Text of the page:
In general, the highest radical density is generated where the fluence is the highest. Taking the described setup into account, the highest fluence is at the interface of the window to the precursor.

A high number of generated radicals is not enough for a high degree of halogenation. Also the distance between the radicals to the surface strongly affects the degree of fluorination. The radicals do have a limited lifetime, which sets their average travelling distance.

3.2. Path of the Radical

As radicals usually are highly reactive, it is assumed that the halogen radical will react with the first collision partner. For low irradiation doses, the radical density is much smaller than the precursor density. The radical density usually is a few orders of magnitudes smaller than the precursor density. Thus it is assumed that collisions between two radicals will take place only very rarely. In the model, this process is neglected. Only the two main processes are investigated; the first one, where the radical collides with a precursor molecule, and thus is no longer available for a reaction with the polymer, and the second one, where the radical collides with the polymer.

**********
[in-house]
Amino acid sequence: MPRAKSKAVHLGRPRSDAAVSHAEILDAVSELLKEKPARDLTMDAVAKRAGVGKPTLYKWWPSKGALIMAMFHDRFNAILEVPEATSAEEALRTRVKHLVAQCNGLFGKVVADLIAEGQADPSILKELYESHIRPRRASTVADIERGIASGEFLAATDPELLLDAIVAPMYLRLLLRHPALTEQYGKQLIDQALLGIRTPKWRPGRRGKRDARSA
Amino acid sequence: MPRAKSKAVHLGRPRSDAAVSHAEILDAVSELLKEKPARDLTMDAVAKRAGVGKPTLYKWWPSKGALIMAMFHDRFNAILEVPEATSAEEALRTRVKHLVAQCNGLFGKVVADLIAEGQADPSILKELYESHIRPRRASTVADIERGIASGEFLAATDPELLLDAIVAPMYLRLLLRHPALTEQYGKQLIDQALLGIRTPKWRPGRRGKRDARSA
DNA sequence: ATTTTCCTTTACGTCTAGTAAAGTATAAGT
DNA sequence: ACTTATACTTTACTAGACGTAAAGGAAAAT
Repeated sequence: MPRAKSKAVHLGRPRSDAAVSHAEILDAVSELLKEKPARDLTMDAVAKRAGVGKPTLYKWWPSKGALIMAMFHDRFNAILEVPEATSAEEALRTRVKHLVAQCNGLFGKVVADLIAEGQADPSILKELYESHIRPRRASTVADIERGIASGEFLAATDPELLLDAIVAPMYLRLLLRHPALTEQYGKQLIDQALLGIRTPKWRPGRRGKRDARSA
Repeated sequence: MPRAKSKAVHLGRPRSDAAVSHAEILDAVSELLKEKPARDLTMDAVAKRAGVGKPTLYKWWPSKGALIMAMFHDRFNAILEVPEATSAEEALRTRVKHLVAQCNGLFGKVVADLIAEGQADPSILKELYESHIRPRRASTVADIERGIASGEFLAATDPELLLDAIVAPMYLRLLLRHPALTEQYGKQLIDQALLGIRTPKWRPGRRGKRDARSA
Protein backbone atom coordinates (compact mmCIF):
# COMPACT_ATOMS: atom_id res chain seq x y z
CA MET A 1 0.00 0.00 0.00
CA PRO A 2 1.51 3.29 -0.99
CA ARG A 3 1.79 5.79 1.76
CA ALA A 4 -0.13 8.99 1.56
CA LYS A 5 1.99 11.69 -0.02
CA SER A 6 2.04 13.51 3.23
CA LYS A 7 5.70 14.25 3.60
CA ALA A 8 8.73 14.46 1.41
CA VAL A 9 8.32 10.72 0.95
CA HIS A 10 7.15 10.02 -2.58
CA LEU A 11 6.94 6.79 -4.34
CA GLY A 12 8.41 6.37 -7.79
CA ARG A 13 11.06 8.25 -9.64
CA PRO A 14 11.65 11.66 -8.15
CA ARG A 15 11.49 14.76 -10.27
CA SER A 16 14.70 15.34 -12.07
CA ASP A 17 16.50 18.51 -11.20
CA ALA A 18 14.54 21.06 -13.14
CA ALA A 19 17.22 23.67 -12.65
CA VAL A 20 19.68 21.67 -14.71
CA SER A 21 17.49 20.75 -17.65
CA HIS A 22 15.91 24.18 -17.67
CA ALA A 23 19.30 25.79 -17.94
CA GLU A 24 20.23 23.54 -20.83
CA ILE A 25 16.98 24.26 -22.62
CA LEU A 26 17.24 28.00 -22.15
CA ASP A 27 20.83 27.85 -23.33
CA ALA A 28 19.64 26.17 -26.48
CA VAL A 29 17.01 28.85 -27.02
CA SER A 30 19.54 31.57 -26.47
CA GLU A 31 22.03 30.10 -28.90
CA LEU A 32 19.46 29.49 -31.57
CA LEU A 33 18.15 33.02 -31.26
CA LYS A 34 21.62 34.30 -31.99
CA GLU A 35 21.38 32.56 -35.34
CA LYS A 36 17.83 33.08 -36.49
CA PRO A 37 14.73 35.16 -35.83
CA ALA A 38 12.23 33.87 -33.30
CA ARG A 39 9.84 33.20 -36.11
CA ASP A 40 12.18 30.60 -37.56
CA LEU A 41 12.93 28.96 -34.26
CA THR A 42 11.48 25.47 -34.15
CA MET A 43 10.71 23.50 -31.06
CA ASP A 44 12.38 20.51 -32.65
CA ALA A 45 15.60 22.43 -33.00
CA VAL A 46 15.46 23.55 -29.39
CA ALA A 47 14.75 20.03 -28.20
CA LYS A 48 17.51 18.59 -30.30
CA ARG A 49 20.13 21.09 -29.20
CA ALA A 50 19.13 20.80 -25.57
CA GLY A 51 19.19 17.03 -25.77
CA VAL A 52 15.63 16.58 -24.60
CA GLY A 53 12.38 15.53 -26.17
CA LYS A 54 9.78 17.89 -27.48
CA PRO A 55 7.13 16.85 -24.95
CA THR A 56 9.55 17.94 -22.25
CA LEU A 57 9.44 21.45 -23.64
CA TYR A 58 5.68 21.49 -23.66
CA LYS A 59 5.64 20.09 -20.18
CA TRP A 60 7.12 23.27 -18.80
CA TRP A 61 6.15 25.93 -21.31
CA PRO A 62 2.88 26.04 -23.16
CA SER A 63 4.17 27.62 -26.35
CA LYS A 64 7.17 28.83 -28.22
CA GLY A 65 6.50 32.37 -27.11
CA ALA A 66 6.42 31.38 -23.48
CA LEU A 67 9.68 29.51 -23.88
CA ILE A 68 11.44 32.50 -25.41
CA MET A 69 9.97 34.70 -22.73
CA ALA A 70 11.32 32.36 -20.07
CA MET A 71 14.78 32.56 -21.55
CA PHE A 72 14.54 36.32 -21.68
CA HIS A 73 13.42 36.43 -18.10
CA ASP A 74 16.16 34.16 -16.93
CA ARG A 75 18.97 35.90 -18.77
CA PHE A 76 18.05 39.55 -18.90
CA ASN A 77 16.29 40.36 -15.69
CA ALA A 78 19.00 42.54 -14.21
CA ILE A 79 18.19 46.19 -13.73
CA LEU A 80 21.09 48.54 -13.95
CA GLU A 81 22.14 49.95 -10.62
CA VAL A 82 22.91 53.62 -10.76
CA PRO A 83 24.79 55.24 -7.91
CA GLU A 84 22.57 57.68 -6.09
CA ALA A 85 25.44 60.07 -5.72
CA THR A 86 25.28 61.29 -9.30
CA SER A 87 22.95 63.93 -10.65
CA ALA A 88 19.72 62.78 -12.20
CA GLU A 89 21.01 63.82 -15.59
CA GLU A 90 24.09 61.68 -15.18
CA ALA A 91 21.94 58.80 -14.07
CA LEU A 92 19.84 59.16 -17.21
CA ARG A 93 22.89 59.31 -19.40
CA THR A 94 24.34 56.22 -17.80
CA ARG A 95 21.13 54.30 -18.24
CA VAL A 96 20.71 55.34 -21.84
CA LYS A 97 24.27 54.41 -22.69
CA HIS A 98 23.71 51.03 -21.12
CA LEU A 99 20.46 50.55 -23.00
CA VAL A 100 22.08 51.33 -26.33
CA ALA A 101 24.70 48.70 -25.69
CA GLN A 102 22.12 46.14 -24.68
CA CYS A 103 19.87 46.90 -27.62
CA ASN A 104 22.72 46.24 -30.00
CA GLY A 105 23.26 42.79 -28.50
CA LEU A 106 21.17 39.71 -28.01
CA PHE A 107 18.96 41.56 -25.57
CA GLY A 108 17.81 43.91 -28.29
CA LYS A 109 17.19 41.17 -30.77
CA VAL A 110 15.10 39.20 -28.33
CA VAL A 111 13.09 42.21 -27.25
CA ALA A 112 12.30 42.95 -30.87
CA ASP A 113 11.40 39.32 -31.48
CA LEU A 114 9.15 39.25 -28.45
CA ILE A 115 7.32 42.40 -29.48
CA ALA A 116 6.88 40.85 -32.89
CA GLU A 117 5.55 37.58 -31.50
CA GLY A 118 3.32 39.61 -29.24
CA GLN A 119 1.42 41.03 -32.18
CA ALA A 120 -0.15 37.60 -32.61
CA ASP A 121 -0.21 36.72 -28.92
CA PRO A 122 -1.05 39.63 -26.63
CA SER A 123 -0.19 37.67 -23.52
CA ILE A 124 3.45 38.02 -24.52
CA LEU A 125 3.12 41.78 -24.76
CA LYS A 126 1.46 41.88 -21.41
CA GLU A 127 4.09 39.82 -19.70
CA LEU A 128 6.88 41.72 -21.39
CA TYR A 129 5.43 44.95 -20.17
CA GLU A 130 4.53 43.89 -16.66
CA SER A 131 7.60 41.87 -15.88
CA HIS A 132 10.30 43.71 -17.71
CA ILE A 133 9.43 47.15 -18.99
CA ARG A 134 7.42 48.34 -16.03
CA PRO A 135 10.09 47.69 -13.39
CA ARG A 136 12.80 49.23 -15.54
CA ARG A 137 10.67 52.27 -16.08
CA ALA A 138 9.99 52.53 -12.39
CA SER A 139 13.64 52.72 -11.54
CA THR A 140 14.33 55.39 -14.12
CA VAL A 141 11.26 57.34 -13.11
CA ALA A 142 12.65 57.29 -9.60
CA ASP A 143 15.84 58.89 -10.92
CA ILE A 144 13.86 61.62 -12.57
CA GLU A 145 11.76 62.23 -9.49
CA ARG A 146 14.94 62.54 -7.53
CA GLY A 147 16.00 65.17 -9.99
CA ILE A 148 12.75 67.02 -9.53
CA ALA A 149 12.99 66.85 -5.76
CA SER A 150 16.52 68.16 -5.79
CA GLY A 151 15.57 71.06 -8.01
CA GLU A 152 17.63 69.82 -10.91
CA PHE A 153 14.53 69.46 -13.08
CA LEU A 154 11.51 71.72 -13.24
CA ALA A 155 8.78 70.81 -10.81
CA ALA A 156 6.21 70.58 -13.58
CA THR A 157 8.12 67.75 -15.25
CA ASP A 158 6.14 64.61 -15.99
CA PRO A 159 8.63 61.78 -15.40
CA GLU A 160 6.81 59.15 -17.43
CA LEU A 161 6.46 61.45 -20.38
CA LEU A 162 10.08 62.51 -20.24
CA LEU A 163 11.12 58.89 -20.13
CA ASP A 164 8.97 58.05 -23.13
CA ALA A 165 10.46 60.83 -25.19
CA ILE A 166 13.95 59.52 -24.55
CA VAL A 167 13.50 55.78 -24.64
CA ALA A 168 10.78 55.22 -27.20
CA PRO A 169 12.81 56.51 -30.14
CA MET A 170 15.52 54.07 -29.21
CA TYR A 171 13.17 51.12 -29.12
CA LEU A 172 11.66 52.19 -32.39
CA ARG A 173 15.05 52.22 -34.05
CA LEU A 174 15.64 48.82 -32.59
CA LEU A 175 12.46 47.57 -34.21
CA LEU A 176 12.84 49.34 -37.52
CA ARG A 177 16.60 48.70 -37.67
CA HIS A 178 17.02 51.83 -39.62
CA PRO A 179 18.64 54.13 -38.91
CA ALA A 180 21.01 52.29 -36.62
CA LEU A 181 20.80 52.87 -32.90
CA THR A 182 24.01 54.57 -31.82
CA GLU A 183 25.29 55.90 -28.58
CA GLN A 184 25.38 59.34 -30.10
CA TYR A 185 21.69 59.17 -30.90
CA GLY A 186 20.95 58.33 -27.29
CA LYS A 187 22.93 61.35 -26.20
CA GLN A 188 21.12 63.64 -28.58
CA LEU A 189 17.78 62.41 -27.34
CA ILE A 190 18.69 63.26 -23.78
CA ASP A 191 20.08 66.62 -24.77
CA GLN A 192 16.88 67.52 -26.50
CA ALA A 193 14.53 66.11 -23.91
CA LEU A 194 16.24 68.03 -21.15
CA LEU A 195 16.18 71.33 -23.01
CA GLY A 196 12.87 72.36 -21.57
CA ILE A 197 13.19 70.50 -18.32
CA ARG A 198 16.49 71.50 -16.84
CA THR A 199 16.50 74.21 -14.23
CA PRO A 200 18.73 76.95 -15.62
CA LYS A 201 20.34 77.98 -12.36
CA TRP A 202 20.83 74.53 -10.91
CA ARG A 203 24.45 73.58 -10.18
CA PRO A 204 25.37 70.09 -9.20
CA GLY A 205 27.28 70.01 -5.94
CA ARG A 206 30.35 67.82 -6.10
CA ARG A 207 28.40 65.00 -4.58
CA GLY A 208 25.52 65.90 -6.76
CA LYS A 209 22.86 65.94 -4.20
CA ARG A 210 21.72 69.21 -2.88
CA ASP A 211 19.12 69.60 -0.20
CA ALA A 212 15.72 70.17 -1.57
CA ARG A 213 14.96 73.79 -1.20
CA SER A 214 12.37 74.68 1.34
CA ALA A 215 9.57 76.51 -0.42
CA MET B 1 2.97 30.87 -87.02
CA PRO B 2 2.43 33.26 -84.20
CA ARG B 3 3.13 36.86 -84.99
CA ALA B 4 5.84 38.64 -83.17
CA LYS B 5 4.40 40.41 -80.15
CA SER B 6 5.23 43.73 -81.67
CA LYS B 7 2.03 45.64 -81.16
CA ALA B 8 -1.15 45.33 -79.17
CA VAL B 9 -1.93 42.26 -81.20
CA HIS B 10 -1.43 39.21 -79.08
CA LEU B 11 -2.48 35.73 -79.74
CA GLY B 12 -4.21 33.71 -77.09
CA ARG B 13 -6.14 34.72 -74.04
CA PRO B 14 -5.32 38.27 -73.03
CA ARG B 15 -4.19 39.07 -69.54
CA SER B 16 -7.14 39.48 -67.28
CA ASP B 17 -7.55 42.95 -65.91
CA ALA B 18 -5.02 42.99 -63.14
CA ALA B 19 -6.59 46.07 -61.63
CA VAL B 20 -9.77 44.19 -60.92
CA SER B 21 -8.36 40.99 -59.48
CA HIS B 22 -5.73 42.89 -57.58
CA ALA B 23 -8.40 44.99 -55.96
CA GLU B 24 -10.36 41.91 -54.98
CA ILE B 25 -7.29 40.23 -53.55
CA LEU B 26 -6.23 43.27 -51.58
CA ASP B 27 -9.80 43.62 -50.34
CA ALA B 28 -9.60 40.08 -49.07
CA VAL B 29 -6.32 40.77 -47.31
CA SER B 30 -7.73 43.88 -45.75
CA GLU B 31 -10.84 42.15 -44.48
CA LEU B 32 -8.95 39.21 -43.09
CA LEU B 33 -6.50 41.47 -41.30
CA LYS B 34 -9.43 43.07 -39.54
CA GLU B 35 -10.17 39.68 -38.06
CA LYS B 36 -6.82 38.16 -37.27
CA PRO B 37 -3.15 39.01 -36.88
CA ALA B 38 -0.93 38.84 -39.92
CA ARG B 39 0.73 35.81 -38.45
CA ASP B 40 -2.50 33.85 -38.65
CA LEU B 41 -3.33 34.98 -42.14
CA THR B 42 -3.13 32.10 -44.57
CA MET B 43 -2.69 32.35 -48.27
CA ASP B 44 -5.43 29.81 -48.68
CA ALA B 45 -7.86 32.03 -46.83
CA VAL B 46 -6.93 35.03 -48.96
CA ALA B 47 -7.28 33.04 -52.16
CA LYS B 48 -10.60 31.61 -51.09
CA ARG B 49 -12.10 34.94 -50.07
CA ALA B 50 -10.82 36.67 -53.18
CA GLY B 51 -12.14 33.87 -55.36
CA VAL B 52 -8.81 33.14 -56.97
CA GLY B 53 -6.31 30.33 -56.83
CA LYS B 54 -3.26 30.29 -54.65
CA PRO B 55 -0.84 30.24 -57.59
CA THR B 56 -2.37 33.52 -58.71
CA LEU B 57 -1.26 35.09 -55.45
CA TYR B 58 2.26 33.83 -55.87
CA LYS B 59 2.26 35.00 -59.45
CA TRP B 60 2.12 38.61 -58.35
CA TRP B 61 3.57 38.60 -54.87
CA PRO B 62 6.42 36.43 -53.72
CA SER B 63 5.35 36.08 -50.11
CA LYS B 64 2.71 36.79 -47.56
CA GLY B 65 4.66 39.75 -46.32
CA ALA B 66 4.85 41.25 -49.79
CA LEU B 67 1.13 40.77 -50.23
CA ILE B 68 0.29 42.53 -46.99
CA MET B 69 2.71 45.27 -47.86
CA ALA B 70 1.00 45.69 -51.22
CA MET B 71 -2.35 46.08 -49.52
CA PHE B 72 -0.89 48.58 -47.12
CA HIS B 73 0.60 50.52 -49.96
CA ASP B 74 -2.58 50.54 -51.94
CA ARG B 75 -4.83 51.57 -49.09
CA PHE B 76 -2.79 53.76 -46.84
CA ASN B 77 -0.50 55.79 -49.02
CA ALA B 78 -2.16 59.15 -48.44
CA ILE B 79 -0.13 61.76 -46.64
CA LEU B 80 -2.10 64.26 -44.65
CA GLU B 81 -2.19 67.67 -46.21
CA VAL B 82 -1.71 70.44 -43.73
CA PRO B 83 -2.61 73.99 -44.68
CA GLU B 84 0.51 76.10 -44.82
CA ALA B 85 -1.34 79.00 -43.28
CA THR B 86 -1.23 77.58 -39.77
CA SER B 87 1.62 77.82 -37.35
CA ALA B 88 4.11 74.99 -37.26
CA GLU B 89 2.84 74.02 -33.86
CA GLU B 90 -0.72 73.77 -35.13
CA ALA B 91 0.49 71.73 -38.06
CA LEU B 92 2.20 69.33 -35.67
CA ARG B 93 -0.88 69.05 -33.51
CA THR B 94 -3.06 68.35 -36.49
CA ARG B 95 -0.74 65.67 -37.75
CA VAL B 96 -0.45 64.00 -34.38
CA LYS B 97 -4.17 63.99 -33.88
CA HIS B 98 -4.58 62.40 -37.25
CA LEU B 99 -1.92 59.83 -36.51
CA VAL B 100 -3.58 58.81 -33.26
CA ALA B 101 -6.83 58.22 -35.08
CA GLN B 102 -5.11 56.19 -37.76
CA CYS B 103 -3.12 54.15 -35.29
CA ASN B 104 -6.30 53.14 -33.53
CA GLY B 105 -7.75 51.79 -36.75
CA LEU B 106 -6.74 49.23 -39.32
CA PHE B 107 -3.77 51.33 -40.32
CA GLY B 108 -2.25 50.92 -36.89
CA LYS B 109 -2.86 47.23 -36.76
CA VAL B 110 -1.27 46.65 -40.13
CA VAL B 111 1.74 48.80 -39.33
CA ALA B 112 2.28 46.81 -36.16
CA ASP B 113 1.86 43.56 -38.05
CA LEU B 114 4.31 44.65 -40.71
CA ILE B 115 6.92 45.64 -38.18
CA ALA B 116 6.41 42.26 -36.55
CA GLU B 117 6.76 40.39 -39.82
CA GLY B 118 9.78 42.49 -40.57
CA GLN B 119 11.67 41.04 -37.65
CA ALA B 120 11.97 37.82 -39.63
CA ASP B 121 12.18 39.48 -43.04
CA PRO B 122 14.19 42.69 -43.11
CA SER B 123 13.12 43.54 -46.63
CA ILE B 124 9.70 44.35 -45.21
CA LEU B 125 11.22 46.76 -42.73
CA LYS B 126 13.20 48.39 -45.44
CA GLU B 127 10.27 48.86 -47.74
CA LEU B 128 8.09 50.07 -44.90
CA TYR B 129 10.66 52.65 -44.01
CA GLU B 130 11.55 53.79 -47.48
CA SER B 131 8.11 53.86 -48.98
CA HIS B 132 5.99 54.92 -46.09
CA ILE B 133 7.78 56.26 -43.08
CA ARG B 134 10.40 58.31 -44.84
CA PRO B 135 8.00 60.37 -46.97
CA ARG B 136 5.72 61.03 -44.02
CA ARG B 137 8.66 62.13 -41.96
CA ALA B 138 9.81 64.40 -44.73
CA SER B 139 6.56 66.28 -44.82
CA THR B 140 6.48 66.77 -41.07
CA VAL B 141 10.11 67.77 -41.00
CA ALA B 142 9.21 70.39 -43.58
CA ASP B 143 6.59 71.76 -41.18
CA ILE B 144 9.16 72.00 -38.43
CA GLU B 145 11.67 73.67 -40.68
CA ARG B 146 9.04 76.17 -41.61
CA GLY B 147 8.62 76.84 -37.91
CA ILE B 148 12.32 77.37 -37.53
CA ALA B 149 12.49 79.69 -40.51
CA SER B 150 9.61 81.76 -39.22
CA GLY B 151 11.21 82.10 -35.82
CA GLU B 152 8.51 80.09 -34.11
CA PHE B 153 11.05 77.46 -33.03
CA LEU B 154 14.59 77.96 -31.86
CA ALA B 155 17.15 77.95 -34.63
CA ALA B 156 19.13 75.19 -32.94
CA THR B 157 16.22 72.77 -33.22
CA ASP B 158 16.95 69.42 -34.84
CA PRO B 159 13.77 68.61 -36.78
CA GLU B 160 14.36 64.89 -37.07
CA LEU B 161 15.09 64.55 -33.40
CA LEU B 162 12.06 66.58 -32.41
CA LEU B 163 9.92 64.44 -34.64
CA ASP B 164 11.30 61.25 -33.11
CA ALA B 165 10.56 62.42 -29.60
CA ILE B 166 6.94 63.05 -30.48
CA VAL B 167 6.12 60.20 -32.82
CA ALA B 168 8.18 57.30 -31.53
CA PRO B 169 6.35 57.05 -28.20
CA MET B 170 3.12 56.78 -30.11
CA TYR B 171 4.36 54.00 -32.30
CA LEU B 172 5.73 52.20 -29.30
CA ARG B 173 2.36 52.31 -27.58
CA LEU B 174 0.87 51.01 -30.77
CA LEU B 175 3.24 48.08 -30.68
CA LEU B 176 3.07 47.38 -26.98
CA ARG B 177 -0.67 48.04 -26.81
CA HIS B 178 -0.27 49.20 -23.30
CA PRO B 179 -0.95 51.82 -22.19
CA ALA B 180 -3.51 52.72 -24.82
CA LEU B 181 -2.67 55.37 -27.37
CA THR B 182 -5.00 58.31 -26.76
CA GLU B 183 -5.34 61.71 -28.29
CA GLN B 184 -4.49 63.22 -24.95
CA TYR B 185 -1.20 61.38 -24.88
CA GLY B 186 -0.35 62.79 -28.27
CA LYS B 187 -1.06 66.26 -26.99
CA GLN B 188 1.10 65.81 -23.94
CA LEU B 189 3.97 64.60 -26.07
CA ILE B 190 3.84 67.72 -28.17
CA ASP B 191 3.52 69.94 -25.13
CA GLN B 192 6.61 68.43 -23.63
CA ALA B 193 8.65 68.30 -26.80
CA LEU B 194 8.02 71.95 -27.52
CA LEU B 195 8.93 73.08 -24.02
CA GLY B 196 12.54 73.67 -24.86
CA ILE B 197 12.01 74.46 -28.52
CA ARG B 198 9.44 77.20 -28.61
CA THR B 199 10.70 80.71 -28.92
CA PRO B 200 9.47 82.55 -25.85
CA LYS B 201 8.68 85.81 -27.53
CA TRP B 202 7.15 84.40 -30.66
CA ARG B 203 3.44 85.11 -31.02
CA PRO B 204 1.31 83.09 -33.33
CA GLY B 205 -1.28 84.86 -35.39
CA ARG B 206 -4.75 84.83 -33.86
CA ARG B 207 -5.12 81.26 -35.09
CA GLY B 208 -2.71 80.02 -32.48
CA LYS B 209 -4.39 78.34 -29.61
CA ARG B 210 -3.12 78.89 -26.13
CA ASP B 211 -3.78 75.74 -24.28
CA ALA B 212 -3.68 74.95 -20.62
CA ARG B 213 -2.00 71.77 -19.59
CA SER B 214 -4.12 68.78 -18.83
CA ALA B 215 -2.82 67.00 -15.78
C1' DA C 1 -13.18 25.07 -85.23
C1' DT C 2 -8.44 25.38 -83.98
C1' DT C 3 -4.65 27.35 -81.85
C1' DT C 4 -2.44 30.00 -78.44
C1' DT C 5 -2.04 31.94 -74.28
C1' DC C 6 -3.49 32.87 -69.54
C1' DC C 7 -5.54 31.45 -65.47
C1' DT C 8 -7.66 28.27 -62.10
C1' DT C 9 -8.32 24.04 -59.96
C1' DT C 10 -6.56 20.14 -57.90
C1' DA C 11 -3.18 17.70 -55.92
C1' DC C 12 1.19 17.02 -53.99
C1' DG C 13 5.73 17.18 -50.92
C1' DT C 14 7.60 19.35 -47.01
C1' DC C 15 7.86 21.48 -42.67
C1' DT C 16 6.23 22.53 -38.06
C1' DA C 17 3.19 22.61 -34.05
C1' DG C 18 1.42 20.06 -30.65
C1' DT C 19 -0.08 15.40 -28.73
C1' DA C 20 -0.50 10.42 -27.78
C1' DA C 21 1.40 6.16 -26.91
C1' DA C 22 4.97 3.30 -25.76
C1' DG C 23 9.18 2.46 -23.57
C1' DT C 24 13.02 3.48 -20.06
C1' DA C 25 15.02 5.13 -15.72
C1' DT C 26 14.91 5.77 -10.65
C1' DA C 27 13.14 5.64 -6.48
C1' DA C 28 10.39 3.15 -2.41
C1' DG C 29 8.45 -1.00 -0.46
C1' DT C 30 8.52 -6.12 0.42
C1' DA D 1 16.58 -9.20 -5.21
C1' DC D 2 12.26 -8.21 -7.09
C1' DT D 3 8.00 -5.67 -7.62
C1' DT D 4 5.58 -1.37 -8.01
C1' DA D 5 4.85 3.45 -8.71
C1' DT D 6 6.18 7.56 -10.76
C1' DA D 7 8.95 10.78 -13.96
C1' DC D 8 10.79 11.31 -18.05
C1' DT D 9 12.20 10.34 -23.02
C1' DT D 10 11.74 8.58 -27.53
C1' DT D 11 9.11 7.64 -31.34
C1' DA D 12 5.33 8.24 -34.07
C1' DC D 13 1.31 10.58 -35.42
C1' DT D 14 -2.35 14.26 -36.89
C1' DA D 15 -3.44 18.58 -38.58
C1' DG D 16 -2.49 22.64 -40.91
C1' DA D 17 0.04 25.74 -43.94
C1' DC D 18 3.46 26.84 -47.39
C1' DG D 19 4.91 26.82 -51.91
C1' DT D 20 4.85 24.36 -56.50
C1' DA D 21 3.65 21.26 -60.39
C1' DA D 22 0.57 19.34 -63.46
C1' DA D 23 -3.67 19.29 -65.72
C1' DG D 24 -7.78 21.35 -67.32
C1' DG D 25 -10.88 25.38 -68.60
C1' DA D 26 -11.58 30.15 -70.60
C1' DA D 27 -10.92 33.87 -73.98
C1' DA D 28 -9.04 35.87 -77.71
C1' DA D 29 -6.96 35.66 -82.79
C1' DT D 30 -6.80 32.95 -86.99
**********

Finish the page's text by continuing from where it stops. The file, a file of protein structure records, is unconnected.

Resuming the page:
In order to calculate the number of halogens per unit area reaching the polymer surface, the probability of a radical to reach the surface in dependence of the distance and the precursor density is calculated. First the probability of the radical to travel a certain distance is calculated. The probability depends on the precursor density, the diameter of the precursor molecule and on the diameter of the radical. A distance, which radicals will reach, is called the mean free path. It is defined as

. (7)

So the probability of a radical to reach a distance is

. (8)

The radical can go into any direction from its origin. The probability to go into a certain direction is zero and cannot be used for further calculations, but a range of directions is the basis for the calculation of the probability of a radical to reach the polymer surface.